The chirality expert on late-night notes and Harrius Potter
Donna Blackmond is a professor of chemistry at the Scripps Research Institute in California, US. Her work focuses on reaction kinetics and prebiotic chemistry, in particular the origin of homochirality. In 2019 she received the IUPAC Award for Distinguished Women in Chemistry or Chemical Engineering. She was talking to Katrina Krämer at the 2019 American Chemical Society national meeting in Orlando, Florida.
Donna Blackmond is a professor of chemistry at the Scripps Research Institute in California, US. Her work focuses on reaction kinetics and prebiotic chemistry, in particular the origin of homochirality. In 2019 she received the IUPAC Award for Distinguished Women in Chemistry or Chemical Engineering.
I exercise a lot. I live in California near the beach, so you have to stay in shape because everybody does. I do a lot of walking, though I don’t go swimming much. The water is a bit cold on the Pacific Coast, it’s probably warmer in Cornwall than in Southern California. I have a group of friends that meets at the bottom of my street every Sunday night to watch the sunset together.
I love fine dining and fine wine. I really like French cuisine. I have a grant with the Simons Foundation, which takes me to New York three times a year. Several of us are working our way down the list of the best restaurants there – Daniel, Bouley, Blue Hill Farm. But the ones I like the best are not necessarily the ones that are the most raved about.
I lived in France for a little while and also in Germany. I’m really bad at speaking foreign languages but I’m much better at reading. When I’m at an airport in Germany, I usually pick up a couple of crime novels to try to keep up with my German.
I have read Harry Potter in English, French, German and Latin. My son is about the same age as J K Rowling’s daughter and so he grew up with the books as they were being published, before the movies were made. I think it’s a shame that kids now might see the movies before they read the books.
In the summer of 2001, the year the first Harry Potter movie was made, we were on holiday in Fort William, Scotland. We went to see the steam train there and it turned out that was the train they used in the movie. They had just finished filming. The staff on the train saw my seven-year-old son wearing a Gryffindor T-shirt, so they let him get on and shovel coal.
Almost everybody in my family has a Stem (science, technology, engineering and mathematics) background, so it was very clear that I had to do a Stem course. My father thought all of his daughters should become engineers. It was at a time when people were starting to promote women in science and they said, ‘Well, you’re good at chemistry, you’re good at math, be a chemical engineer.’ So that’s what I studied.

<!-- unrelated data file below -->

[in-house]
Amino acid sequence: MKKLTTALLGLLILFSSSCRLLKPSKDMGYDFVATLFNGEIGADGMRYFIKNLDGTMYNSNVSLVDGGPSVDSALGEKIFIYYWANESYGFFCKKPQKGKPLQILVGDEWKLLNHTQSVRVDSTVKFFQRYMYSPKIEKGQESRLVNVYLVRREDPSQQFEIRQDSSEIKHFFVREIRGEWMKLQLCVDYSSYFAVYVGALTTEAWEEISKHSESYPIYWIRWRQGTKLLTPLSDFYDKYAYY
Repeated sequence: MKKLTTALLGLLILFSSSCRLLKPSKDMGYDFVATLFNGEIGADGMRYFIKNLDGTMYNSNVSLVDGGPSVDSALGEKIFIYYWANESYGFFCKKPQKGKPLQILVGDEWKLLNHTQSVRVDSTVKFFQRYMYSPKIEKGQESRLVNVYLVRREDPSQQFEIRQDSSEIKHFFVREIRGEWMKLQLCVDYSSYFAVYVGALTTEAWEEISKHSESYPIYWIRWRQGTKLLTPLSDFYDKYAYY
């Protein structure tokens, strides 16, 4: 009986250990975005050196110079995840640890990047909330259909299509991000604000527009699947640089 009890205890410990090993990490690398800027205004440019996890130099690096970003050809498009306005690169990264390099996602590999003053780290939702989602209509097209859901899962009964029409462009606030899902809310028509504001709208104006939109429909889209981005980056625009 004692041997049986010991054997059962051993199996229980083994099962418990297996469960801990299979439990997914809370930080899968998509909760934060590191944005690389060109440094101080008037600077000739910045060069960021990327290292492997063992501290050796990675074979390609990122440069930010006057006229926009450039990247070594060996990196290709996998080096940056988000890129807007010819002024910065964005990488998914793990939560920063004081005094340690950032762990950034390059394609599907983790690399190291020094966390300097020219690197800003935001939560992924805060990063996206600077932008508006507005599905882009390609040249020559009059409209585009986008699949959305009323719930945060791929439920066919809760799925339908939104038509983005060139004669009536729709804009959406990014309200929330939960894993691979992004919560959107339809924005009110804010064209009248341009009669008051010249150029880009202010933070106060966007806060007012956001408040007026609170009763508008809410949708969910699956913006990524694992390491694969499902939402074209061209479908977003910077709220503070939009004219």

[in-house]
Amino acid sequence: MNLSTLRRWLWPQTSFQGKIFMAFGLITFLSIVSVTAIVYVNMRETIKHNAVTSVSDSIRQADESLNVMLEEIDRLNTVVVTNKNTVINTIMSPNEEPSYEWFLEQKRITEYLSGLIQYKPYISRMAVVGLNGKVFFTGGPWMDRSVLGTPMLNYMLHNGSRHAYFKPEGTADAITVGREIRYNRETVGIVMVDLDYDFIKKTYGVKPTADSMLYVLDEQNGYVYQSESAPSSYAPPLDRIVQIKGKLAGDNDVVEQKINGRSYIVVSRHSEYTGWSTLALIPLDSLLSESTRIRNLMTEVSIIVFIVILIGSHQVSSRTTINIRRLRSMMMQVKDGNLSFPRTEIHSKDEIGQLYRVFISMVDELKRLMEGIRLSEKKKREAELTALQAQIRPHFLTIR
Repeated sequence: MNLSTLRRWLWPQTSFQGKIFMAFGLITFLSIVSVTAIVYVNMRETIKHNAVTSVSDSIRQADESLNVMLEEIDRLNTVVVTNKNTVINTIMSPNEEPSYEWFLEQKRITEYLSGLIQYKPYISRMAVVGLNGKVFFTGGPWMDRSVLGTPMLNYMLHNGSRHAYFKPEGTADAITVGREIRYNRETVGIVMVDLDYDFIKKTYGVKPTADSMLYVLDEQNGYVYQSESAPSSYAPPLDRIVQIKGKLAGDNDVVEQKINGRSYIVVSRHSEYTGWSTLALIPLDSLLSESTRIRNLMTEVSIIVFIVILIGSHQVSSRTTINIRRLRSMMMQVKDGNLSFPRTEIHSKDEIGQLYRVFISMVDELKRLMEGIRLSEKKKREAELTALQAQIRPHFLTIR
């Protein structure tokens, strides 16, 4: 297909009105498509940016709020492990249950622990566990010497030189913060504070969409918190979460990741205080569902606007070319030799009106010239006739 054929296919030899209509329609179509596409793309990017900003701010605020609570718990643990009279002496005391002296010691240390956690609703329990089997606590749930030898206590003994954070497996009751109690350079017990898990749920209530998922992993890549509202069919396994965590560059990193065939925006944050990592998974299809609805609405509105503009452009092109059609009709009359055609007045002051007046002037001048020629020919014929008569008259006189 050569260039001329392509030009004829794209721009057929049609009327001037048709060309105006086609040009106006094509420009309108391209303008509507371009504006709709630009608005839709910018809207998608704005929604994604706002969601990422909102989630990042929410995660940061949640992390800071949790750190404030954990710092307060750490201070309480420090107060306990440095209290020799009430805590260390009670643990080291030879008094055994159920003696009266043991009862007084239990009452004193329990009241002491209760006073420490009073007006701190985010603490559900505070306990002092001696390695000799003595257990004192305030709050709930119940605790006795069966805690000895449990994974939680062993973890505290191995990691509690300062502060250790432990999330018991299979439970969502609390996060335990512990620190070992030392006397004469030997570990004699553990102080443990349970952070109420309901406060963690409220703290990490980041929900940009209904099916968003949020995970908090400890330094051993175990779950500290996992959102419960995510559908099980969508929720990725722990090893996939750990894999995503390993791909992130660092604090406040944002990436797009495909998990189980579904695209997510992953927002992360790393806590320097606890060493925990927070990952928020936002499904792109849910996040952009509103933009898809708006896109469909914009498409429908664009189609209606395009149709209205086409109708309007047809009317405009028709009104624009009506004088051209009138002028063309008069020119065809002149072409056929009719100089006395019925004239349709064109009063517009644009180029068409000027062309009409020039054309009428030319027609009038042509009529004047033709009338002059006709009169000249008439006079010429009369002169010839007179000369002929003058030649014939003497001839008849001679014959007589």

I figured out what I wanted to do when I was about 35. I spent three years in my early 30s working on at Merck. This was during the development of anti-HIV protease inhibitors. That was when I realised how much I really love organic chemistry. In a lot of ways that was a turning point for me, away from mainstream chemical engineering. Now I’m probably considered more of a chemist than an engineer.
The hardest thing I’ve ever done was teaching organic chemistry for the first time. It was to 246 pre-medical students when I was on sabbatical at Harvard. Standing up in front of 1000 people at an American Chemical Society national meeting to talk about my research is like a shot of adrenaline, but teaching undergraduates makes me much more nervous.
I often get my best ideas in the middle of the night. I was working on the Soai autocatalytic reaction – a complicated system where the catalyst is the product so it gets faster as it goes on. We were trying to understand how it amplified enantiomeric excess. I woke up in the middle of night and derived the mathematical model for the reaction in the margins of a newspaper. We published the first mechanistic study of the Soai reaction as part of a collaboration with John Brown at Oxford, one of the most enjoyable of the many collaborations I’ve had.
Could there be a mirror image world where all the amino acids and l-sugars are of the other enantiomer? I think it is really hard to even fathom what any other life form would look like, because we only know the one we have. People coming up with interesting concepts of aliens in movies doesn’t bother me. What bothers me is things that are just scientifically impossible – jumping onto a roof of a moving train and then standing up – that just doesn’t happen.